Arctic air brings bitter chill, school delays and power outages to area
Posted January 4, 2014
Updated January 7, 2014
Raleigh, N.C. — Bitterly cold air arrived in central and eastern North Carolina early Tuesday, setting new low-temperature records across the state and delaying school for thousands of children.
Temperatures at Raleigh-Durham International Airport dropped to 9 degrees around daybreak Tuesday and climbed only into the low 20s after lunchtime. The previous record low for Jan. 7 was 15 degrees.
The cold weather prompted Wake, Durham, Cumberland, Johnston, Chapel Hill-Carrboro and numerous other schools districts to open schools two hours later on Tuesday.
Area roadways were largely dry throughout the morning, but the Durham County Sheriff's Office reported heavy black ice on Holder Road and Broach Road in eastern Durham County as well as in spots across northern Durham County.
The frigid air, which was associated with a polar vortex, made its way south and east from Canada late Monday. Temperatures in the Triangle fell as much as 50 degrees in 24 hours.
“A polar vortex is rotating, frigid air that tends to hang around the (north and south) poles during the winter, but occasionally pieces of it comes south,” WRAL meteorologist Elizabeth Gardner said. “This year, we’re getting a huge chunk of it that’s coming into the United States and affecting us here. The cold air that should be around the poles has dipped down here and we’re feeling it here. This is a huge, almost historic, cold air mass.”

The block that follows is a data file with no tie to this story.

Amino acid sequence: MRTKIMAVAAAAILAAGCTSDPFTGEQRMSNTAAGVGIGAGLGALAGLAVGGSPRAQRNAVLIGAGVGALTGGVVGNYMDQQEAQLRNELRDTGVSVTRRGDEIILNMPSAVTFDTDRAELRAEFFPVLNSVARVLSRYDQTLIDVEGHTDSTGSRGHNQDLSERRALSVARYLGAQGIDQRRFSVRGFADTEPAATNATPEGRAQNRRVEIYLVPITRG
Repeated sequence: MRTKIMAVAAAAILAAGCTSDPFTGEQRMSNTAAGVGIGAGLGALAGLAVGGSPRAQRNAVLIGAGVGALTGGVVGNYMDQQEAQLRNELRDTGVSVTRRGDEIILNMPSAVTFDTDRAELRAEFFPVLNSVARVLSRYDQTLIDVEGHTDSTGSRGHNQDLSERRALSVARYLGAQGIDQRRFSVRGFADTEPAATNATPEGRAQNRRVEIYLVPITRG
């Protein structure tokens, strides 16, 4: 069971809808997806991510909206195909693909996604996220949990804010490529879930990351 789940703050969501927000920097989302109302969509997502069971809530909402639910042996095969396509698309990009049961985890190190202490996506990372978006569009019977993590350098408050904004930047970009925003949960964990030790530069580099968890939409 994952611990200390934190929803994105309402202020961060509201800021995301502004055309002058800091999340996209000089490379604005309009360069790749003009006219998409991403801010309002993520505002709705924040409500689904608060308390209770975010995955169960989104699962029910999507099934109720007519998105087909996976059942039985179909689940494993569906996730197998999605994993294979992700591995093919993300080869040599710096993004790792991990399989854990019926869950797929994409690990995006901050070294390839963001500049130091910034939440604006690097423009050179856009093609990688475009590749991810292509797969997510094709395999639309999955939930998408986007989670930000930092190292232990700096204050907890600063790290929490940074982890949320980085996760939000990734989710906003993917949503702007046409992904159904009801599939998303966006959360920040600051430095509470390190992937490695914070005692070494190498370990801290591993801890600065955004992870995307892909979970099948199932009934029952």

Temperatures will return to the teens overnight Tuesday before moderating Wednesday afternoon.
Viewers across the area were reporting small power outages, from along N.C. 42 in Willow Springs to around the intersection of Ten-Ten Road and US 401 just south of Raleigh.
Duke Energy Progress reported power outages across central North Carolina. Over 1,600 customers were without power in Durham County during the morning hours. Durham police were directing traffic at the intersection of Sedgefield Road and Forest Road due to a blown transformer.
A transformer explosion knocked out power to about 500 customers near the intersection of Rolesville Road and Wendell Boulevard in Wendell. About 400 customers near Riverwood Middle School in Clayton and nearly 300 customers around the Valley View neighborhood in northern Chatham County were also without power Tuesday morning.
The cold weather has led to widespread power outages across western North Carolina. More than 15,400 customers were without power in Burke, Cleveland, Rutherford and Transylvania counties.
The freezing temperatures heighten concerns for hypothermia – when a person’s body temperature drops below 95 degrees – and frostbite. At temperatures of 15 to 30 below, exposed skin can become frostbitten in minutes. Experts advise residents to stay covered when outside, avoid alcohol and contact a doctor if patches of dry, red skin develop.
Area homeless shelters called Monday night a “white flag” night, meaning workers and volunteers were doubling efforts to help those without a warm place to stay. They were putting out extra cots and reaching out to homeless people to let them know they can come in from the cold.